Over the past decade, the Israeli cybersecurity industry has secured its place as a formidable wellspring of technological innovation. No longer famous only for its high level of human technological capital born and bred in elite army intelligence units, the Israeli industry has matured into a veritable ecosystem of its own. With enough capital in this booming ecosystem to grow massive category leaders and cultivate internal M&A, Israeli startups are now major players in the global cybersecurity industry.
In last year’s recap of the Israeli cybersecurity ecosystem, we anticipated that the record-breaking rounds of 2020 and marked-up valuations would continue in 2021, but upon collecting and assessing this past year’s data, we were taken aback by the magnitude. Israeli cybersecurity startups in 2021 raised a stunning $8.84 billion, more than triple the amount in 2020 ($2.75 billion). Investments last year were distributed across 135 rounds, up from 109 in 2020, with 15 startups raising more than one funding round last year.
The cybersecurity market today has limited patience, and a “go big or go home” mindset has permeated as founders focus on laying the groundwork for reaching unicorn status, building multibillion-dollar companies, going public and more. Cybersecurity in Israel has become a polarized market that accepts only two types of startups: potential unicorns and actual unicorns.
With such early and constantly growing investments, the industry has taken on a new approach that favors the survival of the fittest. It quickly becomes clear who will stay the course and catapult to growth and success, and who will look for the nearest exit with no time to linger in limbo.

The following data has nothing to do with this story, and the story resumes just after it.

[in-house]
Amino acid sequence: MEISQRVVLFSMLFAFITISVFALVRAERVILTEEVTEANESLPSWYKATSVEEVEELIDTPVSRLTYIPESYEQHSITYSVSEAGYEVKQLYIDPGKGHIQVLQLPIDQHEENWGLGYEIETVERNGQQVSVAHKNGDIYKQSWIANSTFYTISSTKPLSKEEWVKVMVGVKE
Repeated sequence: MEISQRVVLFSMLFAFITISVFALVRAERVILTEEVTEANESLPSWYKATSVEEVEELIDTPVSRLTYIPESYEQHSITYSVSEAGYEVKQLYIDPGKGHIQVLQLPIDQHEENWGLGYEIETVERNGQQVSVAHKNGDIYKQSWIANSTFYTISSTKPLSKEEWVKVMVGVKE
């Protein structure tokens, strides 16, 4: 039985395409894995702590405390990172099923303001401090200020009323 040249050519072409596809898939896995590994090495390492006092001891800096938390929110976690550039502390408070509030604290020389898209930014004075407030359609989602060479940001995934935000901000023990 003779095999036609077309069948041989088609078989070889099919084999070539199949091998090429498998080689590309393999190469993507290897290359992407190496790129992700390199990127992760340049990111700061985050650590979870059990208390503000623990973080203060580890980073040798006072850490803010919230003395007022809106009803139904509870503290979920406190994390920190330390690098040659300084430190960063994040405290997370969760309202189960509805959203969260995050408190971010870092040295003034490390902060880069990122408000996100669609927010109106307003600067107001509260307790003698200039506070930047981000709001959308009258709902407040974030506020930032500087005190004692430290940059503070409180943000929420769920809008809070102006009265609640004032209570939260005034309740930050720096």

Off to a running start
In order to achieve this growth, founders are making their goals distinctly clear in investment board rooms. They require more funding for a strong head start and later on for entering the unicorn club at record speed. Fortunately, such sizable amounts of capital are readily available.
The total amount raised in seed rounds last year increased slightly to $233 million from $203 million in 2020, but Series A rounds surged 140% to a whopping $693 million from $288 million a year earlier. At the other end of the spectrum, growth rounds (Series C and above) rose 300% to an astounding $6.46 billion in 2021 from $1.63 billion in 2020.
“As entrepreneurs,  has drastically changed the industry’s rules,” says Assaf Hefetz, co-founder of Snyk, an Israeli cloud-native application security unicorn. “As threats abound and with skyrocketing demand for innovative solutions, Israeli cybersecurity startups now have an invaluable opportunity to grow big and grow fast. The table stakes are higher [ … ] and in such a competitive arena you have to stand out, or fold.”
The average seed round increased by 35% to $7 million from $5.2 million. As investments rise, so does the bar for entry into the market. Only 58 new startups were founded in 2021 compared with 2020’s 64, a testament to the competitive and highly ambitious landscape.
Recent headlines tout the 2021 global cybersecurity boom as a “bubble” that will inevitably burst. This is hardly the case.Read MoreColumn, Fundings & Exits, Security, Startups, TC, Venture Capital, computer security, EC Column, EC Cybersecurity, EC Middle East & North Africa, Israel, Private EquityTechCrunch